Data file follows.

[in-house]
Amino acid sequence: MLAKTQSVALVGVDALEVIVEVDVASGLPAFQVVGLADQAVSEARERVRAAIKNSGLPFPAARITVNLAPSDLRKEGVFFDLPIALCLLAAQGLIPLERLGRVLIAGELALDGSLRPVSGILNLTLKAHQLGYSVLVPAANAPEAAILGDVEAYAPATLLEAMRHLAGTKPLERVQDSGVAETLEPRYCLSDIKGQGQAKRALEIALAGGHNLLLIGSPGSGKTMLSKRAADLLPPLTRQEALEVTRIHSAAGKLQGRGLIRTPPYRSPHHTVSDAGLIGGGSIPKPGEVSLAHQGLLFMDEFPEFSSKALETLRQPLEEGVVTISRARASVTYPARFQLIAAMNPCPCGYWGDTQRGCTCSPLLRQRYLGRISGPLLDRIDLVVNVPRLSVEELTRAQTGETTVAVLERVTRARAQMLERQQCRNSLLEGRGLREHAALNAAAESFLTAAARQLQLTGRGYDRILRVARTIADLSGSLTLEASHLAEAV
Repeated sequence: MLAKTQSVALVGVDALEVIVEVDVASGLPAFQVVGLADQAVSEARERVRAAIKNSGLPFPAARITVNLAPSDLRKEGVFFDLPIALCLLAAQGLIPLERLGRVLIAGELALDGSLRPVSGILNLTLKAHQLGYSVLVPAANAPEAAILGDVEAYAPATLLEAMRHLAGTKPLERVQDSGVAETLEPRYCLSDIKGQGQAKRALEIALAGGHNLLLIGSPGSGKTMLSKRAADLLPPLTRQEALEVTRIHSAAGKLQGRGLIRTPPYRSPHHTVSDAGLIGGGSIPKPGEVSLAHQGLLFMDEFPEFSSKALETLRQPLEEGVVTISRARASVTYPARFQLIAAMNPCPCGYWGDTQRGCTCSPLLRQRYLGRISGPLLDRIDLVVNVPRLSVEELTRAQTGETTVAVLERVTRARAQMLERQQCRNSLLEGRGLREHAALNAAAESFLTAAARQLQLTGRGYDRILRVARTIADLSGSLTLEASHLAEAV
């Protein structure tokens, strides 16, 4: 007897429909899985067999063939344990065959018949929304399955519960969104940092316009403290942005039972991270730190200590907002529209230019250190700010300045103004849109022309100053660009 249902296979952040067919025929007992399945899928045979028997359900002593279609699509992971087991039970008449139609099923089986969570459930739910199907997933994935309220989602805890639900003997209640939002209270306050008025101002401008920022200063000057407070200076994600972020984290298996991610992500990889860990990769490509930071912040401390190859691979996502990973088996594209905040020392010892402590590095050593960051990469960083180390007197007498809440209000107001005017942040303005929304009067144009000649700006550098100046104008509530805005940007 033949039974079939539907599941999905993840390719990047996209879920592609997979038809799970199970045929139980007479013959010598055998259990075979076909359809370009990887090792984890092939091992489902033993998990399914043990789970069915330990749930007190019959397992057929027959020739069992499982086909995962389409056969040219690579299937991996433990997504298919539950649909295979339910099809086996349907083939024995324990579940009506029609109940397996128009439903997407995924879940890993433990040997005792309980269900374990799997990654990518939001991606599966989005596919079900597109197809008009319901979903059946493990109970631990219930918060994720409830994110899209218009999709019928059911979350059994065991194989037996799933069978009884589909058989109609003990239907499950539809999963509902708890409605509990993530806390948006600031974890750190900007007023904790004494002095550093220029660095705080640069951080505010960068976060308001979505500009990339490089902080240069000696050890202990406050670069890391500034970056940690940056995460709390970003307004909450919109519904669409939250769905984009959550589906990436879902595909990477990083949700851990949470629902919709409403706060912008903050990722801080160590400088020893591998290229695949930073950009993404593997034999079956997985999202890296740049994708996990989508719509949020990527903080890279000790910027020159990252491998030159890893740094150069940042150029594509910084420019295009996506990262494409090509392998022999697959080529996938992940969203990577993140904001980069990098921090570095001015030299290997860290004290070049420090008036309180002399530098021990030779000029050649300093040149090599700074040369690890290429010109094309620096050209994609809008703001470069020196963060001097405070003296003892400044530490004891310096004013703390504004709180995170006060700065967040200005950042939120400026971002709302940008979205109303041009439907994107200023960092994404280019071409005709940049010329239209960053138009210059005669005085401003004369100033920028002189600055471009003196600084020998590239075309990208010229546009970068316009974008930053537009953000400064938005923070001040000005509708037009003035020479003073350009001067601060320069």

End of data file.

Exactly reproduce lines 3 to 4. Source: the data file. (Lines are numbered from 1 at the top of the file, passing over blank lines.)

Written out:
Repeated sequence: MLAKTQSVALVGVDALEVIVEVDVASGLPAFQVVGLADQAVSEARERVRAAIKNSGLPFPAARITVNLAPSDLRKEGVFFDLPIALCLLAAQGLIPLERLGRVLIAGELALDGSLRPVSGILNLTLKAHQLGYSVLVPAANAPEAAILGDVEAYAPATLLEAMRHLAGTKPLERVQDSGVAETLEPRYCLSDIKGQGQAKRALEIALAGGHNLLLIGSPGSGKTMLSKRAADLLPPLTRQEALEVTRIHSAAGKLQGRGLIRTPPYRSPHHTVSDAGLIGGGSIPKPGEVSLAHQGLLFMDEFPEFSSKALETLRQPLEEGVVTISRARASVTYPARFQLIAAMNPCPCGYWGDTQRGCTCSPLLRQRYLGRISGPLLDRIDLVVNVPRLSVEELTRAQTGETTVAVLERVTRARAQMLERQQCRNSLLEGRGLREHAALNAAAESFLTAAARQLQLTGRGYDRILRVARTIADLSGSLTLEASHLAEAV
């Protein structure tokens, strides 16, 4: 007897429909899985067999063939344990065959018949929304399955519960969104940092316009403290942005039972991270730190200590907002529209230019250190700010300045103004849109022309100053660009 249902296979952040067919025929007992399945899928045979028997359900002593279609699509992971087991039970008449139609099923089986969570459930739910199907997933994935309220989602805890639900003997209640939002209270306050008025101002401008920022200063000057407070200076994600972020984290298996991610992500990889860990990769490509930071912040401390190859691979996502990973088996594209905040020392010892402590590095050593960051990469960083180390007197007498809440209000107001005017942040303005929304009067144009000649700006550098100046104008509530805005940007 033949039974079939539907599941999905993840390719990047996209879920592609997979038809799970199970045929139980007479013959010598055998259990075979076909359809370009990887090792984890092939091992489902033993998990399914043990789970069915330990749930007190019959397992057929027959020739069992499982086909995962389409056969040219690579299937991996433990997504298919539950649909295979339910099809086996349907083939024995324990579940009506029609109940397996128009439903997407995924879940890993433990040997005792309980269900374990799997990654990518939001991606599966989005596919079900597109197809008009319901979903059946493990109970631990219930918060994720409830994110899209218009999709019928059911979350059994065991194989037996799933069978009884589909058989109609003990239907499950539809999963509902708890409605509990993530806390948006600031974890750190900007007023904790004494002095550093220029660095705080640069951080505010960068976060308001979505500009990339490089902080240069000696050890202990406050670069890391500034970056940690940056995460709390970003307004909450919109519904669409939250769905984009959550589906990436879902595909990477990083949700851990949470629902919709409403706060912008903050990722801080160590400088020893591998290229695949930073950009993404593997034999079956997985999202890296740049994708996990989508719509949020990527903080890279000790910027020159990252491998030159890893740094150069940042150029594509910084420019295009996506990262494409090509392998022999697959080529996938992940969203990577993140904001980069990098921090570095001015030299290997860290004290070049420090008036309180002399530098021990030779000029050649300093040149090599700074040369690890290429010109094309620096050209994609809008703001470069020196963060001097405070003296003892400044530490004891310096004013703390504004709180995170006060700065967040200005950042939120400026971002709302940008979205109303041009439907994107200023960092994404280019071409005709940049010329239209960053138009210059005669005085401003004369100033920028002189600055471009003196600084020998590239075309990208010229546009970068316009974008930053537009953000400064938005923070001040000005509708037009003035020479003073350009001067601060320069």